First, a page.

Can’t Hack a Hacker: Reverse Engineering a Discovered ATM Skimmer


When traveling, Elizabeth and I are always a little bit extra cautious; we hide money in special belts, we carry emergency cards in 3 separate places, we never withdraw more than $100 from the ATM. One precaution Elizabeth always takes, is covering her PIN number with her left hand while she types it with her right. At first, I thought it was over-paranoid, but being a security researcher, I was soon covering my PIN everytime I typed it as well. Little did I know that this precaution would soon pay off…

What is a Skimmer?

Brian Krebs has produced numerous articles on ATM skimmers. He has essentially become the “go to” journalist on ATM fraud. From reading his stuff, I have learned how the “bad guys” think when it comes to ATM fraud. In a nutshell, they are after two things:

  1. They want your card number
  2. They want your PIN number

To get your card number, the thieves have a few options. Traditionally, they affix a device to the ATM card reader that “skims” your card as it passes into the actual machine.

ATM skimmer that sits in front of the card reader

A skimmer that sits in front of the card reader

The devices must look as close to the actual reader as possible so they don’t arouse suspicion. The blackhats go to great lengths to achieve this. Sometimes they will replace entire panels of the atm. They may even go as far as inserting a tiny card reader INSIDE the card slot. Alternatively, a thief may try to record the number “on the wire”. This is called “network skimming”.

Once they have your card number, the second part of the equation is getting you PIN. Not surprisingly, the creativity of the criminal mind offers a few ways to do this. Most often, some sort of hidden camera is placed where they can view you typing the PIN. This is harder than it sounds because a camera will need power and a way to download footage to the attackers.


In lieu of a camera, attackers can use PIN pad overlays

PIN pad overlays are devices that sit on top of the pin pad to record typed numbers. Similarly, making an overlay isn’t as easy as it sounds. In addition to looking like a legitimate part of the ATM, these PIN pad overlays need power, storage and download capabilities to be effective. Here is a video of a team of thieves installing a card skimmer overlay at a convenience store:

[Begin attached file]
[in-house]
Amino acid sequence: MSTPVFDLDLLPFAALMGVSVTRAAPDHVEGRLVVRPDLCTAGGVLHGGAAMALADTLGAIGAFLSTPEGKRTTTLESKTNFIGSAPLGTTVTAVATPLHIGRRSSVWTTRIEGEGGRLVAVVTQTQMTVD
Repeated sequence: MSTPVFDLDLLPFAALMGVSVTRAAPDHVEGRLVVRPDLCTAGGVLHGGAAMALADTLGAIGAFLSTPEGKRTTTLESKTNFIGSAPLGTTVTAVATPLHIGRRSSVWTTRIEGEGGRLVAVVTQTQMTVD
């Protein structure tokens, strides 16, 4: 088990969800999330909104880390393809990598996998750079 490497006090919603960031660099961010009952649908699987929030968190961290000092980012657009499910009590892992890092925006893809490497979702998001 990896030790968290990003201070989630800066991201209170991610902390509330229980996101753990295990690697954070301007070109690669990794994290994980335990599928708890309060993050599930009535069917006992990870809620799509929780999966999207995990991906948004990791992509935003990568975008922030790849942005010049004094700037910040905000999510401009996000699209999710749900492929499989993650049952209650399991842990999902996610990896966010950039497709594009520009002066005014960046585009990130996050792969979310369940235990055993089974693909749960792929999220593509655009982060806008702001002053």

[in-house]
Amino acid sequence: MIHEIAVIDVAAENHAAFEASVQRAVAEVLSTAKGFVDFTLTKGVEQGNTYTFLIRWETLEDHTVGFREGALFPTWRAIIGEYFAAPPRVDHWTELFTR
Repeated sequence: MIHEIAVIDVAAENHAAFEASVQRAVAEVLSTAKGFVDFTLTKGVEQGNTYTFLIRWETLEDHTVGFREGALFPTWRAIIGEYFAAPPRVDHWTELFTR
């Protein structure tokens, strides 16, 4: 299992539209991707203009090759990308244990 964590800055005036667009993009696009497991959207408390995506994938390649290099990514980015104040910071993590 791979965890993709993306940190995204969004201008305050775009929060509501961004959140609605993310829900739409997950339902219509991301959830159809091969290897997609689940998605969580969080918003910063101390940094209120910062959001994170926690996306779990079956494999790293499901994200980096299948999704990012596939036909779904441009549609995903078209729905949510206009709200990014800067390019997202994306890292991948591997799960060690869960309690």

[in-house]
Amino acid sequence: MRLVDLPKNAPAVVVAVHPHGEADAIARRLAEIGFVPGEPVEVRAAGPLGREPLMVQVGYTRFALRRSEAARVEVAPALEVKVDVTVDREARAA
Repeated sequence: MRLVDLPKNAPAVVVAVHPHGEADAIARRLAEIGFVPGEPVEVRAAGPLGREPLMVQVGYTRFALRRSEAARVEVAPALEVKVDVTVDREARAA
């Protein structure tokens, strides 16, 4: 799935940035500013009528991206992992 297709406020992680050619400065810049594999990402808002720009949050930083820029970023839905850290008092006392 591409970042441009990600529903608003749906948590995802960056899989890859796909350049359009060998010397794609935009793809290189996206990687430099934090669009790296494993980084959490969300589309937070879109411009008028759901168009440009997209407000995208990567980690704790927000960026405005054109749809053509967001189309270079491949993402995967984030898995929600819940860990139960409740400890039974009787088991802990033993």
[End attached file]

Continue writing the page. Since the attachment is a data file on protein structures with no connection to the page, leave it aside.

How do you protect yourself?

Krebs recommends two simple protections.

  1. Jiggle that ATM
    Give the card reader area a good yank. Don’t get out your crowbar, just see if any pieces of the ATM come-off easily. Usually the skimmers will snap into place or use light adhesive so they can be easily removed and swapped-out by the thieves.
  2. Cover your PIN with your hand
    This will not protect you from PIN overlays, but it will hide your PIN from hidden cameras. Plus it’s so easy to do, why wouldn’t you?

Finding a Skimmer in Bali, Indonesia

Outside of a popular tourist grocery store, there is a bank of ATMs.


Source: Google maps

The photo doesn’t do it much justice, but each ATM has it’s own entrance and tiny, air-conditioned cubicle. Tourists feel safe because no one can see them pocketing cash from the street.

We have used this ATM before. This time, when I went with Elizabeth to get some cash, I jiggled pieces of the ATM. The card reader was solid, but when I pulled on the guard that hides your hands when you type your PIN, it came right off.


Ummm, that’s not supposed to happen…

A quick glance, and I suspected it was a skimmer immediately. It had a tiny switch, a port for a cable of some sort and I could see a faint blue light in the dark.


A piece of plastic to prevent people from seeing your PIN should not need a switch or a cable.